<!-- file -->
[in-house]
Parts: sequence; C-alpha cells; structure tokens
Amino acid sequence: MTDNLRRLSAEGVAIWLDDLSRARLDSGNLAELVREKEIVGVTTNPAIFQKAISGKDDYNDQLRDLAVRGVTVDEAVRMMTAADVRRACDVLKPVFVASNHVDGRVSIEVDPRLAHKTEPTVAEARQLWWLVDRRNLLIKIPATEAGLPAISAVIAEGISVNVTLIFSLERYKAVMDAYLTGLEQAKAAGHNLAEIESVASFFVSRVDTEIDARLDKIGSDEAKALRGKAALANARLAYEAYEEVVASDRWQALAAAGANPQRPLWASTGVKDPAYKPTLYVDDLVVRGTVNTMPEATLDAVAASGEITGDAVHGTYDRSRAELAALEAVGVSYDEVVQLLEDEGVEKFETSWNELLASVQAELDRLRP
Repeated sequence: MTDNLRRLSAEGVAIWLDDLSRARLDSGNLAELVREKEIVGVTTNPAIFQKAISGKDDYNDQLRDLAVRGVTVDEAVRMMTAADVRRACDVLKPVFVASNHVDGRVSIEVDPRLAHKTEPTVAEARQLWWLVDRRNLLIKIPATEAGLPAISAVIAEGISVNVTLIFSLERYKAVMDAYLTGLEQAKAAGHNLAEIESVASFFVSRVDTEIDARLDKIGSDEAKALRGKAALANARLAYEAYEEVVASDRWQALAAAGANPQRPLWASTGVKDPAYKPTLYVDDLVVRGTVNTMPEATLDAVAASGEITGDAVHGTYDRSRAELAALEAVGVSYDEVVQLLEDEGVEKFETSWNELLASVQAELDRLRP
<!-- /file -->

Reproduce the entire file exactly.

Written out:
[in-house]
Parts: sequence; C-alpha cells; structure tokens
Amino acid sequence: MTDNLRRLSAEGVAIWLDDLSRARLDSGNLAELVREKEIVGVTTNPAIFQKAISGKDDYNDQLRDLAVRGVTVDEAVRMMTAADVRRACDVLKPVFVASNHVDGRVSIEVDPRLAHKTEPTVAEARQLWWLVDRRNLLIKIPATEAGLPAISAVIAEGISVNVTLIFSLERYKAVMDAYLTGLEQAKAAGHNLAEIESVASFFVSRVDTEIDARLDKIGSDEAKALRGKAALANARLAYEAYEEVVASDRWQALAAAGANPQRPLWASTGVKDPAYKPTLYVDDLVVRGTVNTMPEATLDAVAASGEITGDAVHGTYDRSRAELAALEAVGVSYDEVVQLLEDEGVEKFETSWNELLASVQAELDRLRP
Repeated sequence: MTDNLRRLSAEGVAIWLDDLSRARLDSGNLAELVREKEIVGVTTNPAIFQKAISGKDDYNDQLRDLAVRGVTVDEAVRMMTAADVRRACDVLKPVFVASNHVDGRVSIEVDPRLAHKTEPTVAEARQLWWLVDRRNLLIKIPATEAGLPAISAVIAEGISVNVTLIFSLERYKAVMDAYLTGLEQAKAAGHNLAEIESVASFFVSRVDTEIDARLDKIGSDEAKALRGKAALANARLAYEAYEEVVASDRWQALAAAGANPQRPLWASTGVKDPAYKPTLYVDDLVVRGTVNTMPEATLDAVAASGEITGDAVHGTYDRSRAELAALEAVGVSYDEVVQLLEDEGVEKFETSWNELLASVQAELDRLRP